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Earthquake Monitor
(Shakes, Rattles & Rolls)

Arthur's Pass National Park covers rugged mountainous terrain between the Waimakariri and Taramakau river valleys. Arthur's Pass Village lies close to the Alpine Fault and many other faultlines, it is frequently shaken by earthquakes.

Rock falls and fault scarps in the Arthur's Pass landforms are evidence that the area is in an active earthquake zone.

Earthquakes (Update Sun 22nd Oct 2017 12:03hrs)

We acknowledge the New Zealand GeoNet project and its sponsors EQC, GNS Science and LINZ, for providing data/images used in this site. The "recent earthquake" database used to update information in this site is generally revised 1 min to 15 mins after an event.

LAST EARTHQUAKES (Arthur's Pass - Mt Cook Area)
Most recent quake
 Magnitude 2.7, Thu, Oct 19 2017 at 5:38:57 pm (NZST), 15 km north-west of Oxford

 For detail information visit www.geonet.org.nz.

Largest most recent quake
 Magnitude 4.3, Fri, Jul 21 2017 at 1:39:57 am (NZST), 50 km south of Hokitika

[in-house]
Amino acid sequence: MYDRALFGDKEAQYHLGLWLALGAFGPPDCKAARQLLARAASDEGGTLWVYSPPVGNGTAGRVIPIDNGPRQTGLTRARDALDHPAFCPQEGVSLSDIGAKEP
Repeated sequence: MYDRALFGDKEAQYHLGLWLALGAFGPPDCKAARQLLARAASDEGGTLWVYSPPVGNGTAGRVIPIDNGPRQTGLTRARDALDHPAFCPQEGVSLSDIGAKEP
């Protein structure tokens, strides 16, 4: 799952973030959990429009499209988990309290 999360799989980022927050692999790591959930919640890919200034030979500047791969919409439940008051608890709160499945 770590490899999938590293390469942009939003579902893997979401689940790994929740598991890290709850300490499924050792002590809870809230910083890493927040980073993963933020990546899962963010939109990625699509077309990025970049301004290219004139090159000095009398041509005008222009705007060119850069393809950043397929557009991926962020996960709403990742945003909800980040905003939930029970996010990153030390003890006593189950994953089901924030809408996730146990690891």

For detail information visit www.geonet.org.nz.
LAST EARTHQUAKES (New Zealand)
Most recent NZ quake
 Magnitude 3.3, Oct 22 2017 at 8:01:17 am (NZST), 5 km south of Whanganui

 For detail information visit www.geonet.org.nz.

Largest most recent quake
 Magnitude 2.7, Thu, Oct 19 2017 at 5:38:57 pm (NZST), 15 km north-west of Oxford

 For detail information visit www.geonet.org.nz.
RECENT EARTHQUAKES x1 (Last 15 days .. Arthur's Pass to Mt Cook Area)
1) Magnitude 2.7, Thu, Oct 19 2017 at 5:38:57 pm (NZST), 15 km north-west of Oxford

 For detail information visit www.geonet.org.nz.
Seismic Drum
(McQueens Valley - Banks Peninsula, Canterbury)

The timestamp shown at the top right of the seismograph drum shown below is the time when this image was last refreshed. Each horizontal line (or trace) represents 30 minutes, each vertical line is spaced 1 minute apart; 24 hours of recording are displayed in total. The most recent signal is drawn at the bottom right hand corner of the drum. Then read the traces from right to left, bottom to top, to get from the most recent to the oldest signals. The trace will appear red if the signals are very large; this means they have been clipped to stop them overwriting too much of the surrounding image. This image is updated every 10 minutes.

Seismic Drum
(Oxford, Canterbury)